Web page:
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Karmis cards 63 in calm Cape Town conditionsPeter Karmis took the opportunity offered by a calm day on King David Mowbray Golf Club on Thursday to post a brilliant nine-under-par 63 to lead the first round of the Cape Town Open presented by Sun International. He made nine birdies without dropping a shot on his way to a one-stroke edge over Zimbabwe Open champion JC Ritchie and Wales’ Rhys Enoch. They were, in turn, a further stroke ahead of a huge group of a dozen players on seven-under-par 65 as players took advantage of the benign conditions. “Today, there was no wind really,” said Karmis. “Mowbray is a bit tame when there is no wind.” While it might have been tame, Karmis still had to produce the goods to make those nine birdies, and with two titles on the 2017-18 Sunshine Tour already under his belt, he’s clearly in good shape. “I’m very pleased. I putted very well today, and I drove it fairly well as well,” he said. “I hit a lot of fairways so I gave myself opportunities to attack the flags, and then I putted so well. I haven’t putted so well in a very long time.” That he was able to putt so well was tribute to the greens-keeping staff at King David Mowbray who got the course into tournament shape despite the challenges posed by the severe drought and tough water restrictions in Cape Town. “The greens are pure,” said Karmis. “I grew up in Cape Town, so I know the course very well, and I don’t think I’ve seen the greens this good in my entire life.” Like Karmis, Ritchie was also pleased with his putting. “I’m hitting the golf ball really well and putts were falling everywhere I was looking,” he said. “There was a lonely little three-putt bogey on my first hole and that was about it for the day. “My work off the tee and my wedge play has sparked my consistency recently. I’ve been hitting a lot of wedges to within very makeable distances and the putter’s been there to back it up.” With so many players under par for the opening round, it was certainly clear that the course played easy. But Karmis pointed out that King David Mowbray could bare its teeth in the right conditions. “When the southeaster blows, even mildly, it is actually quite a challenge,” he said. “There are a lot of cross-wind holes, a lot of small greens, a lot of narrow fairways, so it actually gets quite difficult.” With the wind forecast to pick up a little during Friday’s second round, scores might not be quite as impressive.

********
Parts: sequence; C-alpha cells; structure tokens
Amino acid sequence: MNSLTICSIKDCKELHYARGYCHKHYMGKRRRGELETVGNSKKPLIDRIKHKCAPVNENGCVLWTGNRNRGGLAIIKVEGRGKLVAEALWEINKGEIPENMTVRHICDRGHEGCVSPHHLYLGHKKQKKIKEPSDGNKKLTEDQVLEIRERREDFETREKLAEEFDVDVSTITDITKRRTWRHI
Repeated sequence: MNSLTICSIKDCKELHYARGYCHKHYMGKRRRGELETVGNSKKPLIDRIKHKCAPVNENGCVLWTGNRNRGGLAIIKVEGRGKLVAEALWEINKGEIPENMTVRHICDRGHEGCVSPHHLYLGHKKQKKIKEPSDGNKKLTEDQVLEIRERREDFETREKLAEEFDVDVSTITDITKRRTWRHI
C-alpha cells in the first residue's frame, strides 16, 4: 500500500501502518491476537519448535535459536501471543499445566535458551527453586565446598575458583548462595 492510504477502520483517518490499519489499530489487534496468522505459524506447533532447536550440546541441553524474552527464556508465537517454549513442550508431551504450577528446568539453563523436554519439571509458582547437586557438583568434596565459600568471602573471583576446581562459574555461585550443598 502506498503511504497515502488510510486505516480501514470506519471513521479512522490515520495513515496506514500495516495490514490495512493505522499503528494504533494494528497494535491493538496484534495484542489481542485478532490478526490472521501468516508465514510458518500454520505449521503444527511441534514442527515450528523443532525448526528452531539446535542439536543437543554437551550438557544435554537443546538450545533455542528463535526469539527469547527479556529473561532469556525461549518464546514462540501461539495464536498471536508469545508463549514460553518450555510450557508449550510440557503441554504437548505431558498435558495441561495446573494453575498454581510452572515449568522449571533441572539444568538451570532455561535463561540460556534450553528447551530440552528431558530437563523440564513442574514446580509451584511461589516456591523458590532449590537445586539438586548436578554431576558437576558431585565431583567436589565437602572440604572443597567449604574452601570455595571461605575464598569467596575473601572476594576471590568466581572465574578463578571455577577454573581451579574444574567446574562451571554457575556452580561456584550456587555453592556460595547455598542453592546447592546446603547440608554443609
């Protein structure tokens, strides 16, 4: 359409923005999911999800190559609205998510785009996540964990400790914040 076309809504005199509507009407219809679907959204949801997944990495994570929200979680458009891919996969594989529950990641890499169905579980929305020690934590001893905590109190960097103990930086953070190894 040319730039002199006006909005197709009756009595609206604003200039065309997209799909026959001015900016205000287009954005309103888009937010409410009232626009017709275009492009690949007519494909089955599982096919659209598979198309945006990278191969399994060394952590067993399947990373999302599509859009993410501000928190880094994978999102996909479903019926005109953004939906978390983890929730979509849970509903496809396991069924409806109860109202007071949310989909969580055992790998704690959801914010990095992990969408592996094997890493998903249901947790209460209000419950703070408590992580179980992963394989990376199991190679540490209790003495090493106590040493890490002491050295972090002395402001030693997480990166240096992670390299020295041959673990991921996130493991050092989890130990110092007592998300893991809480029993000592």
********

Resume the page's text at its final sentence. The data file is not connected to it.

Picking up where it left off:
Kamte pleased with positive start at Cape Town OpenJames Kamte said he is slowly gaining confidence after he shot a perfect seven-under 65 opening round of the Cape Town Open presented by Sun International at King David Mowbray Golf Club on Thursday. “You know what, it is about time,” Kamte said, elaborating on his solid round in the drought-affected Mother City. “I started to make a lot of putts today. I managed to end it with like 20 putts today, which I am pretty happy about, you know. As long as I keep putting well, I think I will probably be able to finish well.” He opened his round with a birdie on one, then made three consecutive pars before making a run of four straight birdies on holes five, six, seven and eight.  He then made par to go out in 31. His homeward stretch was a little more measured as he managed to birdie only the 12th and 14th holes, while he made no bogeys to spoil his round. “I just putted well,” said Kamte who is a member of the Gary Player Class of 2017-18. “I managed to get the ball on the green in regulation and I made a lot of putts, you know, which was a good thing, not long putts, pretty short putts, you know, and I was quite happy to save shots.” With the water crisis still ravaging Cape Town, Kamte was content with the condition of the golf course and he was quick to note that things could change pretty quickly here if the wind starts to pick up. “Today the course is playing pretty fair,” he said. “You know, normally I play this course with a lot of wind and there is no wind. It does not happen often around here and I was just hoping for the wind to pick up in the afternoon. It is a bit of shock about the wind, we can see by the scores and you are going to have to take advantage of it.” On seven-under and sharing fourth with at least nine other players, Kamte is the highest-placed member of the Gary Player Class of 2017-18 after day one. The Gary Player Class is the Sunshine Tour’s development programme which benefits from the longstanding support of the South African Golf Development Board (SAGDB), founded in 1999 by Johann Rupert as the official body for golf development in South Africa, as well as the Ernie Els and Fancourt Foundation (EEFF) in a collective effort to use golf to improve the lives of disadvantaged South Africans.